What are the rules for how to react to acts of war and violence depicted in the media-things that seem so big and distant from our day-to-day lives?
Is there anything stable that we can believe in as real or true?
These are just two of more than a handful of conundrums that guide the story in Double Teenage, the debut novel from writer and artist Joni Murphy.
Double Teenage tells the story of two young teenagers who are coming of age in the 1990s in a little desert town along the US–Mexico border. Through their love of theatre, they find their way into a wider world that’s rich with opportunity, but at the same time, dense with situations of peril and violence.
This unrelenting novel shines a spotlight on the paradoxes of Western culture-where people are obsessed with depictions of fantasy sexual violence, while at the same time, willfully blind to the many ways in which desire and hurt twine together in real life; where survival goes hand-in-hand with trauma and witnessing; where art, books, movies, TV, and plays work to both shield us from reality and also help us to face it, and powerful healing rituals can be made out of everyday material goods-hoodie sweatshirts, homemade alcoholic punch, joints, and blood pacts. In this way, Double Teenage ultimately offers a way through violence into an emotionally alive place beyond the trap of girlhood.
Praise for Double Teenage:
“Like the Celine and Julie of Jacques Rivette’s film, Joni Murphy’s protagonists are highly attuned to magical forces. But, growing up Las Cruces, New Mexico-a town that they separately flee for points north-the magic they see is infused with unfathomable violence. From the micro-inflictions of ‘self harm’ to the criminal and systemic violence that surrounds them, they struggle to make sense of their surroundings by whatever means are available to them: sex, romance, and drugs; literature and fashion; art, theater, and critical theory. Double Teenage is the definitive book of The Young Girl. It’s also a definitive book about NAFTA, the Ciudad Juarez femicides, spectacular serial killings, culture and class, and the comforting media-lull of repetition. In an effort to understand, if not everything, at least those things that surround her protagonists, Murphy writes with an unforced and calm beauty. Double Teenage is a stunning first novel, moving with stealth and intelligence against the North American landscape.” —Chris Kraus, author of I Love Dick
“In this world / there were two kinds of girls, / Celine and Julie were neither.” Joni Murphy’s DOUBLE TEENAGE is a novel of shadowy doubles, tracking the ghosts of adolescent girlhood between America’s “true west” and western civilization itself. At once sober and elegiac, Murphy’s novel snakes from southern New Mexico to Chicago, from the confusions of adolescent sex to the ruins of love in adulthood, from real murder to its images in tv and literature and, yes, theory– passing in and out of a Ciudad Juarez of the mind. Is it possible to survive girlhood? Are dead women the only kind our culture wants or understands? Joni Murphy’s searching new novel is a book of questions which have no answer, questions begged as much by the obscenity of facts as by the record of our phantasms: our movies, our TV, our Bolaño, our borders. Read it.” —Ariana Reines, author of Mercury and The Cow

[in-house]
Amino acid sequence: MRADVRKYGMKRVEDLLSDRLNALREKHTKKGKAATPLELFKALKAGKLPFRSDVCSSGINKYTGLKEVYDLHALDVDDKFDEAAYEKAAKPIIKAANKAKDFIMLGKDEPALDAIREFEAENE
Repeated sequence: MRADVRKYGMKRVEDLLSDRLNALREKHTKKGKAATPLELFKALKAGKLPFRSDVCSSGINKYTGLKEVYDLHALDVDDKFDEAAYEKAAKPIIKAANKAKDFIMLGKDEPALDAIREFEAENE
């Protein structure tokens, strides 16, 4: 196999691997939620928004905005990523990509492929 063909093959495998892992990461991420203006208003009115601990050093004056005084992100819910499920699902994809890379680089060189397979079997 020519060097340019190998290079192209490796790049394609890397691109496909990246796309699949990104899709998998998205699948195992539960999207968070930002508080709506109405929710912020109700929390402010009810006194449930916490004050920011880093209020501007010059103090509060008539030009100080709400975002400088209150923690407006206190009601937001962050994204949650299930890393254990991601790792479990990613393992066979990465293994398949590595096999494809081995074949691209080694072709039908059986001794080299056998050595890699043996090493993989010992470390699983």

“Joni Murphy speaks to us directly. She speaks to us from a place of borders, of countries, and of languages that are strange to her and in need of reinvention. Through her ear and her eye, through her transmissions from these dusklands, we recognize something actual, an event or place, but cross-examined, rendered and remixed. Sometimes theatrical, sometimes cinematic, always urgent and painted on a broad canvas, unafraid of the depth of each landscape, of the mountains that we cannot see that lie beyond the mountains that we can. Her monologues follow the flow of thought-visual, critical, poetic, nostalgic. She speaks to where we are now-when the ‘we’ is the individual and the body politic, in this historical moment, where this marginal place, through the thought of her writing, becomes the centre.” —Matthew Goulish, founding member of the performance groups Goat Island and Every House Has a Door
“Joni Murphy has made a series of portraits, depictions not ultimately of people, but rather of a specific ambition, the only ambition that she feels is real, or can be real. Here there is an urge toward knowledge, but never knowledge that can be completely obtained. That which can be had completely cannot be trusted, says Murphy. Truth must be partial, glimpsed in bent glass, or found in its afterimage, wounding. Trysts, bodies, beds, books, they function as spurs. Here they are never what they are, but only road signs pointing elsewhere… not to a place but to a sort of journey.”
—Jesse Ball, author of Samedi the Deafness, The Curfew, and A Cure for Suicide
“Double Teenage seems like the definitive book of The Young Girl as defined by Tiqqun. It’s also a definitive book about NAFTA, the Ciudad Juarez femicides, spectacular serial killings, and media’s comforting lull.” —Chris Kraus for The Millions
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